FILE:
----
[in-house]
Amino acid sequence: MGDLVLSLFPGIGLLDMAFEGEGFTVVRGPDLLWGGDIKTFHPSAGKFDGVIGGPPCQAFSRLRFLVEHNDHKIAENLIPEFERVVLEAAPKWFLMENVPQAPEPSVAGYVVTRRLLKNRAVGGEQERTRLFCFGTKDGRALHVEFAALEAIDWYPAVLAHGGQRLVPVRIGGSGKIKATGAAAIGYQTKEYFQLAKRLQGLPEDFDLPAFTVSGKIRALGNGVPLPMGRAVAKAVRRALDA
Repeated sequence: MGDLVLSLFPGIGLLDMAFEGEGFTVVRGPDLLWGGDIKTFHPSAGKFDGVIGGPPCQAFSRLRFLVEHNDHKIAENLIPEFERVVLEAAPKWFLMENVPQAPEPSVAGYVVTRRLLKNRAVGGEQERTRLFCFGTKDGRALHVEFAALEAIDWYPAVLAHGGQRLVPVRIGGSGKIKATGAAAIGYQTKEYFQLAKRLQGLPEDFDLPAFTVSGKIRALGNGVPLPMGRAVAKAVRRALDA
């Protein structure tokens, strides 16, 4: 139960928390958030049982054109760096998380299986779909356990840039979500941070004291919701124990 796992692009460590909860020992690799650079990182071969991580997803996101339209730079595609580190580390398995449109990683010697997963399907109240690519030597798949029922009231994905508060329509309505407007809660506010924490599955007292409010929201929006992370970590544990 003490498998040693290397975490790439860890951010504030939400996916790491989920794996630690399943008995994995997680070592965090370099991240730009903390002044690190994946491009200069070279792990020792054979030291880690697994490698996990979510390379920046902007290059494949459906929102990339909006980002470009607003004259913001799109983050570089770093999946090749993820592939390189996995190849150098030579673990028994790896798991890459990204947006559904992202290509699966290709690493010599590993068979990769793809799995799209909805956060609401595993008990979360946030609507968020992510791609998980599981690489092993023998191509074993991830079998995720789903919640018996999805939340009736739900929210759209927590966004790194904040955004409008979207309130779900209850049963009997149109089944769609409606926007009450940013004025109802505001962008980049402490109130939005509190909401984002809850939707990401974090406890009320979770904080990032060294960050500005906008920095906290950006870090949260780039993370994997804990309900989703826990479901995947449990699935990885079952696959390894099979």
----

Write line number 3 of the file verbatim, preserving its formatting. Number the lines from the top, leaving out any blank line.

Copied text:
Repeated sequence: MGDLVLSLFPGIGLLDMAFEGEGFTVVRGPDLLWGGDIKTFHPSAGKFDGVIGGPPCQAFSRLRFLVEHNDHKIAENLIPEFERVVLEAAPKWFLMENVPQAPEPSVAGYVVTRRLLKNRAVGGEQERTRLFCFGTKDGRALHVEFAALEAIDWYPAVLAHGGQRLVPVRIGGSGKIKATGAAAIGYQTKEYFQLAKRLQGLPEDFDLPAFTVSGKIRALGNGVPLPMGRAVAKAVRRALDA